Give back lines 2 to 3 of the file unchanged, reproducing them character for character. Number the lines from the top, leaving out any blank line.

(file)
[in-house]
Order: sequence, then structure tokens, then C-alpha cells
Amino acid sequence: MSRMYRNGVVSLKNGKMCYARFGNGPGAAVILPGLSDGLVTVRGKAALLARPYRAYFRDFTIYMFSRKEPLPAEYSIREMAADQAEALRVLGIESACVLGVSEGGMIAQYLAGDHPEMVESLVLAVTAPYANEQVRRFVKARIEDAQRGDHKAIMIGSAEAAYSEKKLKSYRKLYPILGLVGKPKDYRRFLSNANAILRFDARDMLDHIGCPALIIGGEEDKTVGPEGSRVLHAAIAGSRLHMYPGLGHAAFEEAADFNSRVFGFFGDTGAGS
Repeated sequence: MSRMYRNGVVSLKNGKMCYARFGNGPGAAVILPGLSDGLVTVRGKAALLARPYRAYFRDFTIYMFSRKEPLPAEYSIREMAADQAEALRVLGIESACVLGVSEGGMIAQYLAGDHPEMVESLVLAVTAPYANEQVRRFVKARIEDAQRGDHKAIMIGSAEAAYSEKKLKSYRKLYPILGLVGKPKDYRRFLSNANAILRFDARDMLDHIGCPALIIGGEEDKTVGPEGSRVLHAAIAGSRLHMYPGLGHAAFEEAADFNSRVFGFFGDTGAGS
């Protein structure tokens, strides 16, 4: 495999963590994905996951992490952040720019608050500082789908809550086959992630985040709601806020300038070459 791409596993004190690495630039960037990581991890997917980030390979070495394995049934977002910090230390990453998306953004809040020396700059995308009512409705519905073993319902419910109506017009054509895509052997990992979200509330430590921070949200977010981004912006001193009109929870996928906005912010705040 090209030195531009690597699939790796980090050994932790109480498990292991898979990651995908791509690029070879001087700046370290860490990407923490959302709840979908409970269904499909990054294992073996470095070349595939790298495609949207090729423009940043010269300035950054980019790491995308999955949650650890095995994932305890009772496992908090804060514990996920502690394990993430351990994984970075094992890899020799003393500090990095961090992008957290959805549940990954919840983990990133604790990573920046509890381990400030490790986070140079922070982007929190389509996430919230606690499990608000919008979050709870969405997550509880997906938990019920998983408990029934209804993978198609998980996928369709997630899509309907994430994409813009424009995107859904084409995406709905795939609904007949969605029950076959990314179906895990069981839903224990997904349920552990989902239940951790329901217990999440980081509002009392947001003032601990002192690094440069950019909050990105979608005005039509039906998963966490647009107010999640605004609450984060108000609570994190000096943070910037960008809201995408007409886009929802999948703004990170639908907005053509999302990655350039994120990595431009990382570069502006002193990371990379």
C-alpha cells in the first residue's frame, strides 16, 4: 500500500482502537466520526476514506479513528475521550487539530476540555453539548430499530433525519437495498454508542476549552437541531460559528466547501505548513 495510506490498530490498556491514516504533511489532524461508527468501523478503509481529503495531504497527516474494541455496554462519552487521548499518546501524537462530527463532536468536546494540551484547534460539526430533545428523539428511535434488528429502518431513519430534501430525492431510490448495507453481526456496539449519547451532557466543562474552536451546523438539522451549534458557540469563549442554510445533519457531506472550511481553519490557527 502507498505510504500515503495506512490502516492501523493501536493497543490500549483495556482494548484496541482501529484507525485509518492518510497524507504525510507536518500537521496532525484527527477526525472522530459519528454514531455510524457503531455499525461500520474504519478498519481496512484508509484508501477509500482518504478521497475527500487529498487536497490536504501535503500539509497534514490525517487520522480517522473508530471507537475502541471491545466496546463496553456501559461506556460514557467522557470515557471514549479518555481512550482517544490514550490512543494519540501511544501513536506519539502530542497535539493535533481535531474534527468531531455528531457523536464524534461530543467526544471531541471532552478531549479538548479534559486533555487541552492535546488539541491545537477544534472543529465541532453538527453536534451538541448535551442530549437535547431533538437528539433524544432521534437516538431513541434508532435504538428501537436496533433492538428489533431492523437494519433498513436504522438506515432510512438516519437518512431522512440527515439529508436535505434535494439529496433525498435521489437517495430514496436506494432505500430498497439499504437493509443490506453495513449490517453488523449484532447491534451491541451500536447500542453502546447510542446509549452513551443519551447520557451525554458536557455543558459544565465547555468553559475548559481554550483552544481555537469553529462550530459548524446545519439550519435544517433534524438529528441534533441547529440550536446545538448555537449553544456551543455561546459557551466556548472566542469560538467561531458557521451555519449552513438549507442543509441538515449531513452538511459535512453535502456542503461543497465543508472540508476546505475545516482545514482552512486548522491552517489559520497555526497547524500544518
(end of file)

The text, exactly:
Order: sequence, then structure tokens, then C-alpha cells
Amino acid sequence: MSRMYRNGVVSLKNGKMCYARFGNGPGAAVILPGLSDGLVTVRGKAALLARPYRAYFRDFTIYMFSRKEPLPAEYSIREMAADQAEALRVLGIESACVLGVSEGGMIAQYLAGDHPEMVESLVLAVTAPYANEQVRRFVKARIEDAQRGDHKAIMIGSAEAAYSEKKLKSYRKLYPILGLVGKPKDYRRFLSNANAILRFDARDMLDHIGCPALIIGGEEDKTVGPEGSRVLHAAIAGSRLHMYPGLGHAAFEEAADFNSRVFGFFGDTGAGS